The right network performance makes all the difference
Air Liquide operates a small data center in each of its facilities, processing terabytes of data for the real-time command and control environment of SCADA, where thousands of data feeds are used to control pipelines, change production in plants, etc. Within these "command centers," personnel sit behind several consoles that control the manufacturing process. We were able to position the Top Layer IPS 5500 to protect these command centers from the threats of the outside world, as our performance requirements were easily exceeded by the high-performance network operation it delivers. SCADA traffic volume is usually somewhat small, but the high throughput of the IPS 5500 translated into increased protection against cyber threats with no detectable latency whatsoever, which gives us comfort in knowing that systems are running at optimal performance levels.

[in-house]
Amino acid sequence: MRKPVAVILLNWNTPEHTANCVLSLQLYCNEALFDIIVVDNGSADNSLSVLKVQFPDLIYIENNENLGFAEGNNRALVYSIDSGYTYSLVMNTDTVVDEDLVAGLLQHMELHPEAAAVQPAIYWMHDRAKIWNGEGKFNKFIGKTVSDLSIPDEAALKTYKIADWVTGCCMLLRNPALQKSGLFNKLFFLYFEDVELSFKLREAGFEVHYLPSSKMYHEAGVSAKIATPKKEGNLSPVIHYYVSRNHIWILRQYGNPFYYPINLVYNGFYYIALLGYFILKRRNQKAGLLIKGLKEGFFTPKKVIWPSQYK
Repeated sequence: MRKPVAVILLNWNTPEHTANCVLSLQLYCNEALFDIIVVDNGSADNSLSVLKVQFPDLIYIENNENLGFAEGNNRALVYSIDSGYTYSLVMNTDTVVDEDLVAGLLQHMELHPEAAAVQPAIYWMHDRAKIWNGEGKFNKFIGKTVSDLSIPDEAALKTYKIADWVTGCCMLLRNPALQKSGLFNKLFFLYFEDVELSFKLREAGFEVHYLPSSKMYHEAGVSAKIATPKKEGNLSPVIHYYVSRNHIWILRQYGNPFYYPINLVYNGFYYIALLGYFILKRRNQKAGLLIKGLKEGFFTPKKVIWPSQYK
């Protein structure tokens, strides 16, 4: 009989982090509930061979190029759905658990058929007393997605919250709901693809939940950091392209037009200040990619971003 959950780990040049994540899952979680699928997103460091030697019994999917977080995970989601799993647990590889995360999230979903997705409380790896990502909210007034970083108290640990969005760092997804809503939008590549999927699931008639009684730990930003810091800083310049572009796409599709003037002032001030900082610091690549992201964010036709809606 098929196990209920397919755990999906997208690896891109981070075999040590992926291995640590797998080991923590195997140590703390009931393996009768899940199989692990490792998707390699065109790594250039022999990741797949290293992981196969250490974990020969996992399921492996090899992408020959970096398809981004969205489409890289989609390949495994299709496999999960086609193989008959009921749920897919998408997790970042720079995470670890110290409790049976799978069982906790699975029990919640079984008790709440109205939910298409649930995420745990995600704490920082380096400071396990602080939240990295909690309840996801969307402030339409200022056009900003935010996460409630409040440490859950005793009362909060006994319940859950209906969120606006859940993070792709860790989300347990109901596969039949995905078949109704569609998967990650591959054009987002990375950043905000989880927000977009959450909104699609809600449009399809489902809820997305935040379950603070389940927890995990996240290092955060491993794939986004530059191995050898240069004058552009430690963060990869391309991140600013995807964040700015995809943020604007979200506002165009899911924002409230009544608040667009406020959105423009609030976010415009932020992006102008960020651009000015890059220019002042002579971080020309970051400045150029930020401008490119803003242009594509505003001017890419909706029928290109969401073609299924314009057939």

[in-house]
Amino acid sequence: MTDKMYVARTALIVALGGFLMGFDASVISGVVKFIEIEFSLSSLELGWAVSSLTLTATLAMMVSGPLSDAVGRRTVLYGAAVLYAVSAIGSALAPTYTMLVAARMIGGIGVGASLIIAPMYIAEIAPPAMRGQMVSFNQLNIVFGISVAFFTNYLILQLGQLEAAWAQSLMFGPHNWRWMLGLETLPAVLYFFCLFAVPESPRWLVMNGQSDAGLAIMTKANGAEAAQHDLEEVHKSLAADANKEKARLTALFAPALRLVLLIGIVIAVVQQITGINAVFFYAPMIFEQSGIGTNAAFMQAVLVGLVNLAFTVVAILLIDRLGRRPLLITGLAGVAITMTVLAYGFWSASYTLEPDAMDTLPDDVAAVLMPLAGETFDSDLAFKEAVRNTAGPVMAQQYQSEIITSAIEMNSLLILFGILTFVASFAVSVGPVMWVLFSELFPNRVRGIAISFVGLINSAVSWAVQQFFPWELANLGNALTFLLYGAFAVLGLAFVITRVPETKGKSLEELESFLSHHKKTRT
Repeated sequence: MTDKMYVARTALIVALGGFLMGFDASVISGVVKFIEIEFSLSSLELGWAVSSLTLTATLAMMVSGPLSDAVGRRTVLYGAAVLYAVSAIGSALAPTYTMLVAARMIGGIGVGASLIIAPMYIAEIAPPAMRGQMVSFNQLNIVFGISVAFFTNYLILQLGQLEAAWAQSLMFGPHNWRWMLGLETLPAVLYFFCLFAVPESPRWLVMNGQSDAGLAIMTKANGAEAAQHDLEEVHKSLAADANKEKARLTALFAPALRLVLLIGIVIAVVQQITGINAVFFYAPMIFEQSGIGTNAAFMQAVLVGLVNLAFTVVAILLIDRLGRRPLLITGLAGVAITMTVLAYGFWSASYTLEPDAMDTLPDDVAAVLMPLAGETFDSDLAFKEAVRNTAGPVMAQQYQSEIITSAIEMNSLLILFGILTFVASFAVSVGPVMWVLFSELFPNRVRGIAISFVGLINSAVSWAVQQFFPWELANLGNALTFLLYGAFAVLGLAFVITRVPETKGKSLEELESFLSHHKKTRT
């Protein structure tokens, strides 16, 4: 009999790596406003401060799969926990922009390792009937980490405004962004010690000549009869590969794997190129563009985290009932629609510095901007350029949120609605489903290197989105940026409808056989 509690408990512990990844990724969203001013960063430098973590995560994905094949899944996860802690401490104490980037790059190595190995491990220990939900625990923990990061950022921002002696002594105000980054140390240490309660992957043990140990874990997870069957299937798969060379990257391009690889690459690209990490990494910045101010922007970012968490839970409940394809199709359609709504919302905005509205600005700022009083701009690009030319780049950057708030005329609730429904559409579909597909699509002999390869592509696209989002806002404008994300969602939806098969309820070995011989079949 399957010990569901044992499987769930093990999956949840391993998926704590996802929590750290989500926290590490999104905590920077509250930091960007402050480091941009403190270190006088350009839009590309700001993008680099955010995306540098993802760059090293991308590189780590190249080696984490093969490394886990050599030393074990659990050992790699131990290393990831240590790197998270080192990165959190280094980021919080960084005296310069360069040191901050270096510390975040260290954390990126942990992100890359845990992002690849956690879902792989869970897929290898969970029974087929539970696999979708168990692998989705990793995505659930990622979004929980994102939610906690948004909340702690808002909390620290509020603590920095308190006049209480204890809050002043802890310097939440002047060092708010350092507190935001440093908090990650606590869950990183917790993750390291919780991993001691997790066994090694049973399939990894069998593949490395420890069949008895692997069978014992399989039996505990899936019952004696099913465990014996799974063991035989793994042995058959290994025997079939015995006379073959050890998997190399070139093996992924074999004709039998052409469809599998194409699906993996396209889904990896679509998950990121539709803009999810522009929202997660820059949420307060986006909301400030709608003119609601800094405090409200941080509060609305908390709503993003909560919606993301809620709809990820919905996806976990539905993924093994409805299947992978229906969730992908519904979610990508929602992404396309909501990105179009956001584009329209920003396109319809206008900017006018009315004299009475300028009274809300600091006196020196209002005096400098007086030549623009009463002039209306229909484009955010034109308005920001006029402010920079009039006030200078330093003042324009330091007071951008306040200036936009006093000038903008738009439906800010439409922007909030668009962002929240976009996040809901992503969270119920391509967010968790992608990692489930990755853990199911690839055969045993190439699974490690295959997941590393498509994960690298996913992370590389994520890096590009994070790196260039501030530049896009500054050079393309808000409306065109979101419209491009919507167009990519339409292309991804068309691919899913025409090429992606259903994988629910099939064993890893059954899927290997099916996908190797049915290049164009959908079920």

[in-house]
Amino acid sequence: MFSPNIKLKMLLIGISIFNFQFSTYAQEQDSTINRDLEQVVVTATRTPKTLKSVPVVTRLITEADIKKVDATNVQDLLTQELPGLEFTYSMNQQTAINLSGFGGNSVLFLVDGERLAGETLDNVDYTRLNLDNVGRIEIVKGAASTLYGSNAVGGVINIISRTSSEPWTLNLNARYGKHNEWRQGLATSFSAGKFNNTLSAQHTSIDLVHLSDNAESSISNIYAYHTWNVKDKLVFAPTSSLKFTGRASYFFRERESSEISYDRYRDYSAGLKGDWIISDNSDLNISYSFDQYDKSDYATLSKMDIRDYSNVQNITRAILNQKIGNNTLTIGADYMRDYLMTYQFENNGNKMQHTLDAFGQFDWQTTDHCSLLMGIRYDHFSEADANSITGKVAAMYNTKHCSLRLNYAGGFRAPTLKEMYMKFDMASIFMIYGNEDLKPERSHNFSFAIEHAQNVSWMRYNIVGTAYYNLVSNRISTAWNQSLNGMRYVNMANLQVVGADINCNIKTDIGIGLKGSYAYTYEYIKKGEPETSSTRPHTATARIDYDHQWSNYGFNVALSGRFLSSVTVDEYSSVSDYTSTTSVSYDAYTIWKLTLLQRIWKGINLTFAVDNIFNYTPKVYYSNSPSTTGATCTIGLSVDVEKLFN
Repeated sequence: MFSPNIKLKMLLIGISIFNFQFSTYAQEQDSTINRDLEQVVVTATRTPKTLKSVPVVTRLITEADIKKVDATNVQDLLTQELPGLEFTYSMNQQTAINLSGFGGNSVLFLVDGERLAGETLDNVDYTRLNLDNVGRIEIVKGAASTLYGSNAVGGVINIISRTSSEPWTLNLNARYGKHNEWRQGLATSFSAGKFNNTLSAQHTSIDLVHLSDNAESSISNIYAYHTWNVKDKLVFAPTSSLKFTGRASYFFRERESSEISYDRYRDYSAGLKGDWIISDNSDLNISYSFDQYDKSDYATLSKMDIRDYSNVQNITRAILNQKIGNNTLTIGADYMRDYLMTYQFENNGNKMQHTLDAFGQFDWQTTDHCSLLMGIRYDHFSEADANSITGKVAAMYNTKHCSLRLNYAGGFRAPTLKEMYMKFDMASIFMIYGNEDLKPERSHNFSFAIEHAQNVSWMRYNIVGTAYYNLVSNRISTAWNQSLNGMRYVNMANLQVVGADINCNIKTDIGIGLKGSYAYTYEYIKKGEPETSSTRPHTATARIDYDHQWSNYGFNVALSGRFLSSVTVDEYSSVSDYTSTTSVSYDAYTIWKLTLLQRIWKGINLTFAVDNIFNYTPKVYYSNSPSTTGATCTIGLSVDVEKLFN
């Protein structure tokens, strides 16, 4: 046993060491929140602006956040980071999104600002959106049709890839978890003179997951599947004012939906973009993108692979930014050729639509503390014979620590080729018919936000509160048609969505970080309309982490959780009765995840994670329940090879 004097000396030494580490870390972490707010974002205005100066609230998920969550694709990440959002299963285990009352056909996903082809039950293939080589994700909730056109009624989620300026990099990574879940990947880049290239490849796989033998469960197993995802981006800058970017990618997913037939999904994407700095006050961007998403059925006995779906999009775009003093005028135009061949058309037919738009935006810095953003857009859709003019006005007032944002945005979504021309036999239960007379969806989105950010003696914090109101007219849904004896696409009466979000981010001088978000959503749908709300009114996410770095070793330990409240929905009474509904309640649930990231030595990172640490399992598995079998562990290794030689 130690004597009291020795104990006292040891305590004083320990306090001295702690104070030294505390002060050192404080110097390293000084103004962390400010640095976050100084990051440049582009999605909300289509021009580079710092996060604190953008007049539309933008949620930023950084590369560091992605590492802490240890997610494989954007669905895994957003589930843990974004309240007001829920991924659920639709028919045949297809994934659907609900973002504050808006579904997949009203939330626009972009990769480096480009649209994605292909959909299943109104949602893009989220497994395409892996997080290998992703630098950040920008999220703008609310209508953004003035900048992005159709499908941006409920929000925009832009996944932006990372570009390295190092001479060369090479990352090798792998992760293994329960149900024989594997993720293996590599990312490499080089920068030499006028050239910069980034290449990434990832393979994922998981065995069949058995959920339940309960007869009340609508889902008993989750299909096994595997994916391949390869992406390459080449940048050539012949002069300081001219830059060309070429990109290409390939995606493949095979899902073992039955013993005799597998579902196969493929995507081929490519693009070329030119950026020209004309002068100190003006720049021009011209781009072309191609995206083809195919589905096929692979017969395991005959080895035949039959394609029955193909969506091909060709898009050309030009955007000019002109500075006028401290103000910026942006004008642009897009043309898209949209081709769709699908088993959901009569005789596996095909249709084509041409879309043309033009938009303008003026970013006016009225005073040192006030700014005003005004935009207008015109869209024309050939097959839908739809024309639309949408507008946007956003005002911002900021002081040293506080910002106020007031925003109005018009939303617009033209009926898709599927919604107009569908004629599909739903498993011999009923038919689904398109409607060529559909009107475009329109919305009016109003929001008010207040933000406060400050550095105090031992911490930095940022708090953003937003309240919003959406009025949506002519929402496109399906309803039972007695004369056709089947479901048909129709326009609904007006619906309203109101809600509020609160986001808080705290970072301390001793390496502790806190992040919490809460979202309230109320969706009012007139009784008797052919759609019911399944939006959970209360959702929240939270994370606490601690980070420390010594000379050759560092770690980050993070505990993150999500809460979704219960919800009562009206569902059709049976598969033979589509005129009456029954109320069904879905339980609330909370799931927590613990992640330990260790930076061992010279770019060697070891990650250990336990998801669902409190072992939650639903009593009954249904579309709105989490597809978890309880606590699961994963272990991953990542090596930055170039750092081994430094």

By moving forward with the implementation of Top Layer's IPS on our industrial network, we can depend on its highly-reliable deep packet inspection to protect the SCADA systems and industrial network from cyber threats that exist around every corner of the Internet. With intrusion prevention now part of our defense-in-depth strategy along with sophisticated firewall and other embedded supervision, we've been able to instantly identify oversized ping packets, and nefarious DNS protocol violations.